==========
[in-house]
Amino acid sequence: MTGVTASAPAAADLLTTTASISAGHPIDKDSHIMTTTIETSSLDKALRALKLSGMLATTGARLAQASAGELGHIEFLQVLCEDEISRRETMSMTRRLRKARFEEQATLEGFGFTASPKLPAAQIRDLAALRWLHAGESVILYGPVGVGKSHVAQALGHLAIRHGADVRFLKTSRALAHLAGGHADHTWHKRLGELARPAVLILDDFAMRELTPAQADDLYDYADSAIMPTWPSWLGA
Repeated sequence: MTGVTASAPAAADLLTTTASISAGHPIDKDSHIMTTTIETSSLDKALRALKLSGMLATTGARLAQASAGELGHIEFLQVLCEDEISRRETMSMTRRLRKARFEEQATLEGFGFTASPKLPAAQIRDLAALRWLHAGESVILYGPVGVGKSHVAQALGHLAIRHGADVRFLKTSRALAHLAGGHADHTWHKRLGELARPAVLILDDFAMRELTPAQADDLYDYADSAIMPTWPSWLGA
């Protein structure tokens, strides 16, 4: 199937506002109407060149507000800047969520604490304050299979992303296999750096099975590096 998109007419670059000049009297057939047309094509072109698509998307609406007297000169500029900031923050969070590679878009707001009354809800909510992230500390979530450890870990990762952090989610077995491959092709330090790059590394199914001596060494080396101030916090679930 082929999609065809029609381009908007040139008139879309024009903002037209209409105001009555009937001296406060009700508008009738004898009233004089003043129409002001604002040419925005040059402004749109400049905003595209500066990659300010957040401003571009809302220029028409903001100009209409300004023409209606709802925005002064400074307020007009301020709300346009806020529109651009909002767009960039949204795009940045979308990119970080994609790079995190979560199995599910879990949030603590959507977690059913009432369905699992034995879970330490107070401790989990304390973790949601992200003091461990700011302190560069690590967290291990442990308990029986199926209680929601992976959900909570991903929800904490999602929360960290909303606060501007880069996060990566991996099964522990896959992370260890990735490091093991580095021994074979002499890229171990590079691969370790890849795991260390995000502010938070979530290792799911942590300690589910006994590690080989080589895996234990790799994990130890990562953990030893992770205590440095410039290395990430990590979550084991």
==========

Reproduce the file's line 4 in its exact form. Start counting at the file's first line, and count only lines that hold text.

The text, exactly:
């Protein structure tokens, strides 16, 4: 199937506002109407060149507000800047969520604490304050299979992303296999750096099975590096 998109007419670059000049009297057939047309094509072109698509998307609406007297000169500029900031923050969070590679878009707001009354809800909510992230500390979530450890870990990762952090989610077995491959092709330090790059590394199914001596060494080396101030916090679930 082929999609065809029609381009908007040139008139879309024009903002037209209409105001009555009937001296406060009700508008009738004898009233004089003043129409002001604002040419925005040059402004749109400049905003595209500066990659300010957040401003571009809302220029028409903001100009209409300004023409209606709802925005002064400074307020007009301020709300346009806020529109651009909002767009960039949204795009940045979308990119970080994609790079995190979560199995599910879990949030603590959507977690059913009432369905699992034995879970330490107070401790989990304390973790949601992200003091461990700011302190560069690590967290291990442990308990029986199926209680929601992976959900909570991903929800904490999602929360960290909303606060501007880069996060990566991996099964522990896959992370260890990735490091093991580095021994074979002499890229171990590079691969370790890849795991260390995000502010938070979530290792799911942590300690589910006994590690080989080589895996234990790799994990130890990562953990030893992770205590440095410039290395990430990590979550084991």